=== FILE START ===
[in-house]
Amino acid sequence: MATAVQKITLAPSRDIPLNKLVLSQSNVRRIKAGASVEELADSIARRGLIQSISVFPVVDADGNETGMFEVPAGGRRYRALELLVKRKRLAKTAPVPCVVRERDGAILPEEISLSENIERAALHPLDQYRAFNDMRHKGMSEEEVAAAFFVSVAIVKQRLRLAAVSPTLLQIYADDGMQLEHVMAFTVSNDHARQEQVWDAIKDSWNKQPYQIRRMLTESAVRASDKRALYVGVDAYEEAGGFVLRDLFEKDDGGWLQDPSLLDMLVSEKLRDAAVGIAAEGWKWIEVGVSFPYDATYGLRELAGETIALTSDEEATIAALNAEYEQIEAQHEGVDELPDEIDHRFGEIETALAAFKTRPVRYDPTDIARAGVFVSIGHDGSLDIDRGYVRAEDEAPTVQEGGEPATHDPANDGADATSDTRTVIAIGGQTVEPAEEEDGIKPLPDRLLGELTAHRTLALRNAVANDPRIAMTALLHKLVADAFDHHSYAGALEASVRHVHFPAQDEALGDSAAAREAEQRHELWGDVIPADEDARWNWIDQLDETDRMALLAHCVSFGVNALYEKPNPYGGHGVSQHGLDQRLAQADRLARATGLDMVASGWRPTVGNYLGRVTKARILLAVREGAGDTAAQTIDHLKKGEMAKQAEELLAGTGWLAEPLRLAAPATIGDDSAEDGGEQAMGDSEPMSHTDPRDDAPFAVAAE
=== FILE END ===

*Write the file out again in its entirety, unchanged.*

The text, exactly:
[in-house]
Amino acid sequence: MATAVQKITLAPSRDIPLNKLVLSQSNVRRIKAGASVEELADSIARRGLIQSISVFPVVDADGNETGMFEVPAGGRRYRALELLVKRKRLAKTAPVPCVVRERDGAILPEEISLSENIERAALHPLDQYRAFNDMRHKGMSEEEVAAAFFVSVAIVKQRLRLAAVSPTLLQIYADDGMQLEHVMAFTVSNDHARQEQVWDAIKDSWNKQPYQIRRMLTESAVRASDKRALYVGVDAYEEAGGFVLRDLFEKDDGGWLQDPSLLDMLVSEKLRDAAVGIAAEGWKWIEVGVSFPYDATYGLRELAGETIALTSDEEATIAALNAEYEQIEAQHEGVDELPDEIDHRFGEIETALAAFKTRPVRYDPTDIARAGVFVSIGHDGSLDIDRGYVRAEDEAPTVQEGGEPATHDPANDGADATSDTRTVIAIGGQTVEPAEEEDGIKPLPDRLLGELTAHRTLALRNAVANDPRIAMTALLHKLVADAFDHHSYAGALEASVRHVHFPAQDEALGDSAAAREAEQRHELWGDVIPADEDARWNWIDQLDETDRMALLAHCVSFGVNALYEKPNPYGGHGVSQHGLDQRLAQADRLARATGLDMVASGWRPTVGNYLGRVTKARILLAVREGAGDTAAQTIDHLKKGEMAKQAEELLAGTGWLAEPLRLAAPATIGDDSAEDGGEQAMGDSEPMSHTDPRDDAPFAVAAE